I wish that as an oncologist I could see off quackery through good communication. Unfortunately that doesn’t work
Wed 13 Feb 2019
“Tell me why I should have your chemotherapy when I can be healed naturally!”
His face is set, his arms defensively squared. His friend carries a pamphlet that features a suspiciously healthy woman with glamorous hair and a glowing complexion. This is the urgent appointment of the day, for whom other patients were hastily shuffled to make room.
I know I shouldn’t take the bait but, like an addict, I have the urge to say:
Go ahead then, be healed. And I will almost certainly see you again, emaciated, ruined, lamenting the fact that it’s too late.
Thankfully, the code of conduct glides in. I imagine his dread. I remember my position. And I say: “Tell me more.”
I hear about the man who uses waves, the woman who boosts immunity and the seller of pure herbs. They are the healers – 100% convincing, 100% certified by a gaggle of secret Facebook users.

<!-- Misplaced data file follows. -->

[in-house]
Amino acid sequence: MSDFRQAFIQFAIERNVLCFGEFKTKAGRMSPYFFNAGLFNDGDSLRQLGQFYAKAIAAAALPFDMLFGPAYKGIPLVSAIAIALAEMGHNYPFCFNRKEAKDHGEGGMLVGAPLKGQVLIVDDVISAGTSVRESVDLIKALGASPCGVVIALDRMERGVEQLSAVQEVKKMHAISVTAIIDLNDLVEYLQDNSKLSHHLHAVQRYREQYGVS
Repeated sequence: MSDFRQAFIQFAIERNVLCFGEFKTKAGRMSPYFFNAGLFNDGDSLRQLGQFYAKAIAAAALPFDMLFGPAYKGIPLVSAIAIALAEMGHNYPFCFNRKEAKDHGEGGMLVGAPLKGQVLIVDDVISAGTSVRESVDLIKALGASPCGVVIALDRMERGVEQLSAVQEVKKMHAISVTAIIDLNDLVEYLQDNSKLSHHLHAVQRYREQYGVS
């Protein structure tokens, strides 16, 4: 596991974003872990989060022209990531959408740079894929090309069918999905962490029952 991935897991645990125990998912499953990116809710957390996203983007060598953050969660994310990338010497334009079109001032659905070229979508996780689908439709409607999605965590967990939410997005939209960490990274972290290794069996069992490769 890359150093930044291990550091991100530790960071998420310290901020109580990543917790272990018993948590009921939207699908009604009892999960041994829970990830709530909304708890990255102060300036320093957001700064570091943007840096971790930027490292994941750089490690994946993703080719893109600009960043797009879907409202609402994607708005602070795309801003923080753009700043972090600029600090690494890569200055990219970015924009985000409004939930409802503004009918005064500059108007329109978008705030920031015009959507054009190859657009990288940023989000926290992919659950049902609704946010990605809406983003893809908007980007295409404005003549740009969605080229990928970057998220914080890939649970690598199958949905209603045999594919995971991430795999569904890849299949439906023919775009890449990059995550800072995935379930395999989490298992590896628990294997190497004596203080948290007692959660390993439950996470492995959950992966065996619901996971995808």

He asks: “What’s the guarantee of your chemo, anyway?”
I have perfected my retort during sleepless nights.
In life there are no guarantees but you have a curable cancer. Yes, there will be side effects but we can manage them. No, I can’t guarantee a cure, but I’d recommend evidence-based treatment any day over the magnet that purportedly draws out cancer cells. And while we are there, it’s not my chemotherapy. Your taxes fund my job but I don’t profit from giving you chemo.
But how many times have I heard that if oncologists hectored a little less and listened a little more, we might win more hearts?
So I bite my tongue again, thinking of the alarmed nurse who begged me to change his mind. As I talk him through his various options from least to most intensive, I remember the patient who swapped chemotherapy for essential oils, the one who chose to “burn” the tumour out and the one who suggested I become a sales representative for a life-saving juice.